Raphael Mürle’s figure theater is ready to answer the phone for curious citizens of the Nord Schwarzwald-region. His attempt at translating the new symbolisms emerging in the sun valley into local dialects trigger awe and imagination in the audience. Then, we collectively activate the Transferium-audioguide in the exhibition spaces. We listen closely to Christine Lüdeke and Deniz Ova speculating on new grammars of conviviality in the thematic neighborhoods of Ornamenta.
The area around Nord Schwarzwald is considered one of the most sun drenched regions in Germany. Hidden all over the region one will find different sun clocks decorating various façades of profane and sacred architecture dancing time with the sun. They seem nowadays like echoes from a past when timekeeping emerged from the interplay between natural cycles and sacred geometries which played a significant role in constructing social relations. As industrial society comes of age mechanic time-control machines, symbol of the new technocratic apparatus, move on to secular monuments and commercial spaces pointing to the emergence of a new linear progressive society. Sun clocks, now merely seen as architectural ornaments, slowly fade from their original function as media for a time-orientation which were tightly linked to planetary cycles and spiritual practices.
As time-collapse moves forward in the Stadtmuseum the temporary Solartal community is faced with a choice between different temporalities and moving architectures. One group decides to join the speculative architecture project Bureau Babotanik, the other follows art-researcher, performer and writer Kiran Kumar into the Lapidarium, a collection of monumental fragments and grave stones in a barn next to the Stadtmuseum. Baubotanically built architectures manifest a new kind of cultural practice around botanical and interpersonal care in a mode of deep-time awareness. These green chronographs stretch and slow down our time perception as we observe year after year how care-intensive trees and human built structures grow together. These hybrid structures guide us to a new practice of more-than-human entanglements, stabilizing each other over time creating a stable ground for different life-forms. In the Lapidarium, on the other side, linear time is suspended while Kiran Kumar narrates his experiences during a strangely evocative visit to the Sun Temple in Konark in India several years ago. In a subtle but hypnotizing rhythm the audience follows his live archaeology as subtle but gentle entanglements emerge between dance and architecture, between embodiment and environment. Dancing between sacred architectures and sacred groves, a first attempt at articulating entanglements in artistic-ecological-spiritual practices is witnessed by the audience.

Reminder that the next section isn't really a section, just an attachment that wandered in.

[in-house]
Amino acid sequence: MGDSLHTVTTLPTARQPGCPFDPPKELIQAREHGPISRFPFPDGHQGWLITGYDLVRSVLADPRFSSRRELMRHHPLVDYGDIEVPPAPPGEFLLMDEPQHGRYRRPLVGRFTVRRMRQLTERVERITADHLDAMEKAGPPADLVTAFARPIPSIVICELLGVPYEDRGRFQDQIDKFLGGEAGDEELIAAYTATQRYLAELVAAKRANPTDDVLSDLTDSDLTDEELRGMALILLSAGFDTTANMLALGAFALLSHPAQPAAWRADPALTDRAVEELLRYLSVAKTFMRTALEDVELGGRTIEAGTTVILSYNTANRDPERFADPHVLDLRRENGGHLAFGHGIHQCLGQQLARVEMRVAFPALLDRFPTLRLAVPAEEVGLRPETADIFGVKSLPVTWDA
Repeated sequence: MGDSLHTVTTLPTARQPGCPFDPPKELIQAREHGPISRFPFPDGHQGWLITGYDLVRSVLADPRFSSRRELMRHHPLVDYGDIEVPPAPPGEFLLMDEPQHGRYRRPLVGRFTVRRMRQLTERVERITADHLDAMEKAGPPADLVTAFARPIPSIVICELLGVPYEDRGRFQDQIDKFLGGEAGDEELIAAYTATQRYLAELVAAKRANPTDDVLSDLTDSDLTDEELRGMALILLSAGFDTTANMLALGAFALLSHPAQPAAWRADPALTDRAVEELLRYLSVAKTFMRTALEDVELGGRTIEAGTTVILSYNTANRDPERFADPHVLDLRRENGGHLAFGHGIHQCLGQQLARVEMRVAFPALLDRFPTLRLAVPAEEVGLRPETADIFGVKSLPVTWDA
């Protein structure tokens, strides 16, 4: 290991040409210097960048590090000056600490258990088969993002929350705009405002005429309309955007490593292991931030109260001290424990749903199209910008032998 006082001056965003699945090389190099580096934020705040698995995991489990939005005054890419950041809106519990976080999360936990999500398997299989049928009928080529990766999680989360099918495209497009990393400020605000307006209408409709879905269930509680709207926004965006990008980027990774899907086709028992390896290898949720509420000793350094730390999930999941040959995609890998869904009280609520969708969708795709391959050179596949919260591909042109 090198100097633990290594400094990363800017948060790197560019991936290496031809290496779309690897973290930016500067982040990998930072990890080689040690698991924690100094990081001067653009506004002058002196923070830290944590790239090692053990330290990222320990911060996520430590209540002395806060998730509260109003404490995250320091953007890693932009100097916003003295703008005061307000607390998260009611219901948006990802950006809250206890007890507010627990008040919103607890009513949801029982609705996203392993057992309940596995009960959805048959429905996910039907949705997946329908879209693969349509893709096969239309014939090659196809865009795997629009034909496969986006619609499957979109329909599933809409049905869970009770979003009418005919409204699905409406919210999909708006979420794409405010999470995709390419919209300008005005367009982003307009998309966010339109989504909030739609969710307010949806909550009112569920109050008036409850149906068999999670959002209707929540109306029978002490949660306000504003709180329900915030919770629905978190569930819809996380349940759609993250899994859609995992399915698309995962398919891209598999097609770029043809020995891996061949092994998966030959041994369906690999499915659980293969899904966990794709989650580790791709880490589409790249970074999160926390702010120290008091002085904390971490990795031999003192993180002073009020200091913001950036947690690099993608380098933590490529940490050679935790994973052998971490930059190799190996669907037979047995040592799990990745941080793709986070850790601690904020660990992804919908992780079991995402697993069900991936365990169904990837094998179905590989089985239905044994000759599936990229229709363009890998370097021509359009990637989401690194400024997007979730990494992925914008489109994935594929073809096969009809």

The Solartal invites us to imagine sacred architectures and collective practices charging them with communal and re-generational capacities. How can we imagine our everyday practices as transactions with eternity, sustainably constructing a fertile ground for new types collective worship? What are future spaces where planetary dances and terrestrial choreographies meet art, science and the spiritual thus bifurcating into liberating templuralities?